Branch News: 2009-2010


30th Anniversary Lapel Pin 
(Available for purchase while supplies last.)
To celebrate its 30th anniversary, Quinte Branch commissioned the design of lapel pin as a commemorative memento. Searchlight editor, Larry McQuoid, submitted the winning design which was then produced by Reilly’s Awards and Embroidery in Trenton. It is 3/4 inch round cast metal pin featuring the Quinte Branch tree logo with the words “Since 1980” and “With Strong Roots” underneath. This attractive collector’s item is now available for sale at $5 which includes postage. There is only a limited number available so don’t miss this chance to participate in Quinte Branch’s 30 years of service to the genealogical community in the Bay of Quinte region.

Quinte Branch Celebrates 30th Anniversary
Article by Tina Gemmell
Logo Design by Larry McQuoid
Photography by Georgette Green

From a little seed, a mighty branch grew and grew. On June 19th, Marilyn Harry, Branch Librarian and Anniversary Chair, welcomed guests, friends and members to the Quinte Branch 30th Anniversary celebration. The afternoon was filled with greetings, door prize draws, recognition of charter members, past-chairs and volunteers, amusing genealogical readings and the sharing of “Eureka” moments. Gladys Smith, also known as “Pinnie Mearl” entertained the group before the delicious anniversary cake was cut by Branch Chair Peter Johnson, UE.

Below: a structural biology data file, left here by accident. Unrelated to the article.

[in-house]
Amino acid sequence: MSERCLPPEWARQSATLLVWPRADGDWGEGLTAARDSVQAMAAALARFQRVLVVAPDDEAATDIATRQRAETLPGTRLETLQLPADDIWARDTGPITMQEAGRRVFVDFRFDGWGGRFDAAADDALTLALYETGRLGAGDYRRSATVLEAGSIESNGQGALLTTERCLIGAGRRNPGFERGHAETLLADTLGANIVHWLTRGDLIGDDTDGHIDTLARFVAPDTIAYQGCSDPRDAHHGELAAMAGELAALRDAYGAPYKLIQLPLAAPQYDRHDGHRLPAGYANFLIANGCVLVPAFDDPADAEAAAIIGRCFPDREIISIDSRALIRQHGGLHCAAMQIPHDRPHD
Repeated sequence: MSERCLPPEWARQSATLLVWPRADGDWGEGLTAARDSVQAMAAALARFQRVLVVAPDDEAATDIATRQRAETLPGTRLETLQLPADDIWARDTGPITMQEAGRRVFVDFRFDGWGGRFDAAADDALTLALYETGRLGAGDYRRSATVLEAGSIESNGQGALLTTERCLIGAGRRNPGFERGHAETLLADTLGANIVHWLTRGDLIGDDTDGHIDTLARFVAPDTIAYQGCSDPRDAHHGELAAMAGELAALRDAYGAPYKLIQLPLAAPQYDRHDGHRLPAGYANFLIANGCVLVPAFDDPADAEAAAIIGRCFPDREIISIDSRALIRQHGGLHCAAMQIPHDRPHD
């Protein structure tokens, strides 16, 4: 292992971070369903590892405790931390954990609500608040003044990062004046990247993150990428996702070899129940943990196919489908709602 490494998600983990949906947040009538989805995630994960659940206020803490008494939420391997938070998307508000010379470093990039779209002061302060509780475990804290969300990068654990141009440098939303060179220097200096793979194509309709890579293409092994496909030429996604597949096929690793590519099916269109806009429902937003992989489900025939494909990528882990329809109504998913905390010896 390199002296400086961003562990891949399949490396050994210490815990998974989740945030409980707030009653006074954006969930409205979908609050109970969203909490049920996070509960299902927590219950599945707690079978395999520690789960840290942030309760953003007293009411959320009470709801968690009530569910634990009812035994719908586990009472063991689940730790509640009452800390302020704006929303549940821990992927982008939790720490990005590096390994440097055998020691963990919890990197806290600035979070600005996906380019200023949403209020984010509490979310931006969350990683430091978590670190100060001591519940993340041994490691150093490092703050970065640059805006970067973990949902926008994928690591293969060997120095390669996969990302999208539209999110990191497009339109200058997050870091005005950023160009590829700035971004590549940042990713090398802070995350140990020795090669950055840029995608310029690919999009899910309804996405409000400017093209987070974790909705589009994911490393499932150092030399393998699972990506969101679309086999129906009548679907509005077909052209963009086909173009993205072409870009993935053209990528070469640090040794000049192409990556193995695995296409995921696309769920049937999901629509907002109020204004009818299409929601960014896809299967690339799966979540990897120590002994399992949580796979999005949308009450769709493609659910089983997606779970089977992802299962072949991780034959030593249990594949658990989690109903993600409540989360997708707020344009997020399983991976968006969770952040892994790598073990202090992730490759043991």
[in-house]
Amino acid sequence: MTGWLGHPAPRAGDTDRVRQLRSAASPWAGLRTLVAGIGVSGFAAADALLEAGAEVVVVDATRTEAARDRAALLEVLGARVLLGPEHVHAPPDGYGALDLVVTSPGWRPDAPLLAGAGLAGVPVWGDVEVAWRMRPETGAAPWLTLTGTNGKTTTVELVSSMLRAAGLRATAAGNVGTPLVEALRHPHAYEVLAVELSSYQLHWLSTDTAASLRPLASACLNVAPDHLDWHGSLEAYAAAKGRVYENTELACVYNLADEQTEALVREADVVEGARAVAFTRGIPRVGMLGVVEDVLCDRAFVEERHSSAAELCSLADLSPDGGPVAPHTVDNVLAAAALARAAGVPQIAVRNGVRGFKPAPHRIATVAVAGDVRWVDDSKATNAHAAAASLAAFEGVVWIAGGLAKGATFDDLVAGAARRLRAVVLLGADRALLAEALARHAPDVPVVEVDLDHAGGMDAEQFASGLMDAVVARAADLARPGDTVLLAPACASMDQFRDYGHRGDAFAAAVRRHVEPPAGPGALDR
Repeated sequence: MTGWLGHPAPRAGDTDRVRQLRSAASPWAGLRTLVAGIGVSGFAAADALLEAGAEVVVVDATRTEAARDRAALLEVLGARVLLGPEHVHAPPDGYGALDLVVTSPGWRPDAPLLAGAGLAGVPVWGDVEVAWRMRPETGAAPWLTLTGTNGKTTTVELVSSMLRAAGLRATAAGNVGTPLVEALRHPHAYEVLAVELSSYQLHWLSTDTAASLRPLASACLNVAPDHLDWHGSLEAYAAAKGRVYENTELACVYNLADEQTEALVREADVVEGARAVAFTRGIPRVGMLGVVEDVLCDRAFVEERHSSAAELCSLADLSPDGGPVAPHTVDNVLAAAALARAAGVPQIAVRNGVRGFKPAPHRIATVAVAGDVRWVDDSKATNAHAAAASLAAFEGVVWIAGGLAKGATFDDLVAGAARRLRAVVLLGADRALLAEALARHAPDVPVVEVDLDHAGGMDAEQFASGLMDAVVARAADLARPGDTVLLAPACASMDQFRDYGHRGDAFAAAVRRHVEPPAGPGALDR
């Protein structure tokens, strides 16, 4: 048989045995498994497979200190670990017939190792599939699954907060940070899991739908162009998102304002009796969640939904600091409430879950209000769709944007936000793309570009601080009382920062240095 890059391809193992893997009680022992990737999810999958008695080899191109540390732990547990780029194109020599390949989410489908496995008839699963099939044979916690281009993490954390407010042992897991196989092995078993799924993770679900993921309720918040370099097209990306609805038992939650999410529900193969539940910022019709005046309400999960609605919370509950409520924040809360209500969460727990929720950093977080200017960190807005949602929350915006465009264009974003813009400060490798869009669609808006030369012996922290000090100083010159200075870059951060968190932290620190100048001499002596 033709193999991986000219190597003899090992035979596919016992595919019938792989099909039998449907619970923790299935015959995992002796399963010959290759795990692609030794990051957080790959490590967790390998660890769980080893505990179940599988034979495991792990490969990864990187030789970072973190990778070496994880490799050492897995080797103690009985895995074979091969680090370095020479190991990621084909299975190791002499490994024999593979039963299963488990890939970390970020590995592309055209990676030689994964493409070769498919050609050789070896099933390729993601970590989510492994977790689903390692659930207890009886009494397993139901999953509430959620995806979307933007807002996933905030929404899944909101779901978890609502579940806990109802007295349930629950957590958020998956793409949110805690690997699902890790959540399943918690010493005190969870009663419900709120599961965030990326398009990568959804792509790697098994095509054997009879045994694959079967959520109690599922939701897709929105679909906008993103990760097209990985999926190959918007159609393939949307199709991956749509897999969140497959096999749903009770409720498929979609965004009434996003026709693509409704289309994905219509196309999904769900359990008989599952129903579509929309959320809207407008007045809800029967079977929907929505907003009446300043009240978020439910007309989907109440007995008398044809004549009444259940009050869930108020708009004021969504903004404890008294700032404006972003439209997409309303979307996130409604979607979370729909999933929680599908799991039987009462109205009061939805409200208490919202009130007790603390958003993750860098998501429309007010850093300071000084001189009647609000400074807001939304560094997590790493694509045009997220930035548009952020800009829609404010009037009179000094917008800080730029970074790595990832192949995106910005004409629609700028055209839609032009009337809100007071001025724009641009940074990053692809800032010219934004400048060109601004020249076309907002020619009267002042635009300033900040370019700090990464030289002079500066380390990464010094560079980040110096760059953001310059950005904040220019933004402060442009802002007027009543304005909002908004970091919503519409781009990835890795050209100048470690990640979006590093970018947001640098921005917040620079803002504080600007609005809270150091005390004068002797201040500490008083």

Marilyn presents a Lifetime Membership to Rodney Green, Charter Member, for his continuous service over the past 30 years.
  Branch Chair Peter Johnson UE, accepts a plaque from City of Quinte West Mayor John Williams.   Craig Desjardins, Trenton Ward Councillor and Chair of the City of Quinte West Public Library Board extends greetings...
… and more greetings from Nancy Trimble, President of the Ontario Genealogical Society.   Four charter members were present. Left to right: Noreen Smith, Roy Bruce, Betty Bruce and Rodney Green.   Current branch executives, committee chairs and volunteers receive
“Volunteer Extraordinaire” awards.


Left: Gladys Smith entertains the group as “Pinnie